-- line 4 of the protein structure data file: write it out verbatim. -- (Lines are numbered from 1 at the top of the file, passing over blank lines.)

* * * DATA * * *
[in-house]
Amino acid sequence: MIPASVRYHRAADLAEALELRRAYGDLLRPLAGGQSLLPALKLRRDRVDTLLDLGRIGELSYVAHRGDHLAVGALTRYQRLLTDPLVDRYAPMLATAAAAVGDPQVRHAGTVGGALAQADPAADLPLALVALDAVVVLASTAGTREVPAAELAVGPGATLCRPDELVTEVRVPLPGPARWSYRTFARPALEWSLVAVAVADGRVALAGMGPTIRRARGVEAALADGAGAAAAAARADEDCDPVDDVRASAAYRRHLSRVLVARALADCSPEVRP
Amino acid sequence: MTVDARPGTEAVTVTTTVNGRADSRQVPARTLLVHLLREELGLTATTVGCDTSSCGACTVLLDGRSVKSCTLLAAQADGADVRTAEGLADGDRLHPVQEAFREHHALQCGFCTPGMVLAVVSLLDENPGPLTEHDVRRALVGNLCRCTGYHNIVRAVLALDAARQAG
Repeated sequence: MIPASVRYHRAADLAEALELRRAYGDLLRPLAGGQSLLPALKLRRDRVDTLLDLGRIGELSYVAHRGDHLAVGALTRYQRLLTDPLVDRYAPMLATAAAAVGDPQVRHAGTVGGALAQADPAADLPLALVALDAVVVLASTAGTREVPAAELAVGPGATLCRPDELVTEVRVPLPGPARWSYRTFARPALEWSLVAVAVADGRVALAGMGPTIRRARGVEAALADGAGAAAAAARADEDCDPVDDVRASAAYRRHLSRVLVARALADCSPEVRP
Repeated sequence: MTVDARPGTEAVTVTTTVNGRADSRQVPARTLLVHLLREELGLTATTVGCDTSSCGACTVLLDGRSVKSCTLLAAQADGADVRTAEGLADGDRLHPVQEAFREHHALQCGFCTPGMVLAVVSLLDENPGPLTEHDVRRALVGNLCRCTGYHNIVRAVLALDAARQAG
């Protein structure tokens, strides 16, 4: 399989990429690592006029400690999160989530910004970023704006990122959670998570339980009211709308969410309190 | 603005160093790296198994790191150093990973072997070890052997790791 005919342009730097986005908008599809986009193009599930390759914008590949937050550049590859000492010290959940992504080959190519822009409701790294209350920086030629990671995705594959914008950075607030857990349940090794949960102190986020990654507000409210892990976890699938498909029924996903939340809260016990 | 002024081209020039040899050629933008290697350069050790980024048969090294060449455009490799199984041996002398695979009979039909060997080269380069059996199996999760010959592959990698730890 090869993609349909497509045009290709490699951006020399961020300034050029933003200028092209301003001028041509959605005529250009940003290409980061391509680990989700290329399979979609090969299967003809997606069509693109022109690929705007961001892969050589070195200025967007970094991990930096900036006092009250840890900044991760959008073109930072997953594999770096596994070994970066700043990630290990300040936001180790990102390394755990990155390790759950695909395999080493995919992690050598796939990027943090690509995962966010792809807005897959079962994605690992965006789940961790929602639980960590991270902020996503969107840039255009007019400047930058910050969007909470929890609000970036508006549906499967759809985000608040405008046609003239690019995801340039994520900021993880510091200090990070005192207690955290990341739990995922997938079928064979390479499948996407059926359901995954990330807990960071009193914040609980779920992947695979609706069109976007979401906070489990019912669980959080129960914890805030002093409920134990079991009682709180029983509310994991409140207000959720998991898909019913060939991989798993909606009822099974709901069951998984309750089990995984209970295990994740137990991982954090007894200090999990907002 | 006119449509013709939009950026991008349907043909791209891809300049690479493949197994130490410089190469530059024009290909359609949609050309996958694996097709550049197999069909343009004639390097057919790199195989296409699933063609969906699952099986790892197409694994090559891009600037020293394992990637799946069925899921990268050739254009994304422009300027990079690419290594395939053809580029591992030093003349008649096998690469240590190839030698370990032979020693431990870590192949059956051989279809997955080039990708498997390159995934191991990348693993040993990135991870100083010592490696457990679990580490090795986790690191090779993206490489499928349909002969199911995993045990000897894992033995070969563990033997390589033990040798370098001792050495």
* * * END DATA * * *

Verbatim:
Repeated sequence: MIPASVRYHRAADLAEALELRRAYGDLLRPLAGGQSLLPALKLRRDRVDTLLDLGRIGELSYVAHRGDHLAVGALTRYQRLLTDPLVDRYAPMLATAAAAVGDPQVRHAGTVGGALAQADPAADLPLALVALDAVVVLASTAGTREVPAAELAVGPGATLCRPDELVTEVRVPLPGPARWSYRTFARPALEWSLVAVAVADGRVALAGMGPTIRRARGVEAALADGAGAAAAAARADEDCDPVDDVRASAAYRRHLSRVLVARALADCSPEVRP